Economic development from an Islamic concept can define a group of activities aimed at achieving a measure of material prosperity appropriate to open up aspects of the human personality, in a way that qualifies it to fulfill the right of succession on the land.

In general, economic development refers to: investing in new ideas, transferring knowledge, depending on the good performance of economic, political and social institutions, and on cooperation between the public and private sectors.
The African continent is one of the world’s continents with the most wasted wealth.

The value of the money that had left the African continent during the three decades preceding the year 2009 CE, according to the most moderate estimates, is about $ 1.4 trillion, of which between (1.2 and 1.3 trillion) was classified as Illegal money; in total, that amounts to about 29 billion dollars annually during the period between (1970-2008 ).

Zakat and environmental development

Most African countries constitute primary resources as more than 50% of the structure of their exports, but there are countries where this percentage exceeds 90%, such as: Central African Republic, Burundi, Ethiopia, Mauritania, Sudan, Mozambique, Burkina Faso, Guinea Bissau, Niger, and Sierra Leone. These natural resources participate with zakat in their development in the fields of agriculture and livestock.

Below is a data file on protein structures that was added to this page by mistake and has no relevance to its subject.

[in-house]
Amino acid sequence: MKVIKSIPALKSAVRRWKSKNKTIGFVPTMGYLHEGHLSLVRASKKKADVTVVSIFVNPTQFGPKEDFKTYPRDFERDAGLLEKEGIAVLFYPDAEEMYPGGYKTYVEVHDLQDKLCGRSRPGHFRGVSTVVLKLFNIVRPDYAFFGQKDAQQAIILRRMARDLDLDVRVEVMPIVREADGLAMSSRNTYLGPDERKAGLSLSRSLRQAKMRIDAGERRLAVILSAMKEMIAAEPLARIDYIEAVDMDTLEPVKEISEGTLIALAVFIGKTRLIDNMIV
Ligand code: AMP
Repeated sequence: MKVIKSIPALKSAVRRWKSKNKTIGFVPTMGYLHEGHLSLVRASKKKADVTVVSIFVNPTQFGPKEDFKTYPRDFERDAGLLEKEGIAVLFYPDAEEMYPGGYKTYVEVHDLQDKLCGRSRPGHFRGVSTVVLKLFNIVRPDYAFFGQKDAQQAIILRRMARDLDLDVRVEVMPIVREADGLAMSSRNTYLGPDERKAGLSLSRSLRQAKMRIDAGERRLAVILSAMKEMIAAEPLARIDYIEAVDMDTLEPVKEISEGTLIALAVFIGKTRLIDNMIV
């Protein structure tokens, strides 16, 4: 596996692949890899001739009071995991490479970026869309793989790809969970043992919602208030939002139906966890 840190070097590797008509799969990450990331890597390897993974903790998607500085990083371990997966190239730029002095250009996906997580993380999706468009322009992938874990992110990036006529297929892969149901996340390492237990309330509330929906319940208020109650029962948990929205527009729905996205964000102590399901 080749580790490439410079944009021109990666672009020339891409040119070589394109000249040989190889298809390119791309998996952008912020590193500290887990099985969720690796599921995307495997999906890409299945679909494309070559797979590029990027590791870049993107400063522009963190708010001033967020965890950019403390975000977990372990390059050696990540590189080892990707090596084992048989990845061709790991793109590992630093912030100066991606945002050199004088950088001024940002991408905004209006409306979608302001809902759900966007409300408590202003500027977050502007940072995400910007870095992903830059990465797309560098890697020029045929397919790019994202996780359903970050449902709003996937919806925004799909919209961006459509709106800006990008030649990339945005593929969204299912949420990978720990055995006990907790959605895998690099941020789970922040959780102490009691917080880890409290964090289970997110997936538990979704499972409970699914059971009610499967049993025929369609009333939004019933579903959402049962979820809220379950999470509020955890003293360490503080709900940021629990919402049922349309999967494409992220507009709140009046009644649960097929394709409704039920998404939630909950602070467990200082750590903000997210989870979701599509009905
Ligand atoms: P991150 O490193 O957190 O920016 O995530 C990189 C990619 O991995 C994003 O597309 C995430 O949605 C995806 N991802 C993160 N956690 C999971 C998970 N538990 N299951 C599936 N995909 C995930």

Zakat and social development

The success of development plans in Africa requires providing social security, and for the African citizen to assume his/her responsibility in building and participation, as well as the urgent need for bold investments to support the infrastructure and accomplish basic projects.

This can be accomplished by mobilizing the self-efforts of the African peoples who pay zakat, because the state of poverty has worsened.

According to the Human Development Report 2013 issued by the United Nations Development Program, the countries that had recorded the highest percentage of poor population – according to the Multidimensional Poverty Index – are: Ethiopia, 87%, Liberia, 84%, Mozambique, 79% and Sierra Leone 77%.

These African countries did not achieve the goals related to reducing poverty by half by the end of 2015, as the percentage of the population in Africa (excluding the North African region) living on less than a dollar and a quarter of a dollar a day was about 56.5% in 1990, though it decreased by 2010 to 48.5%.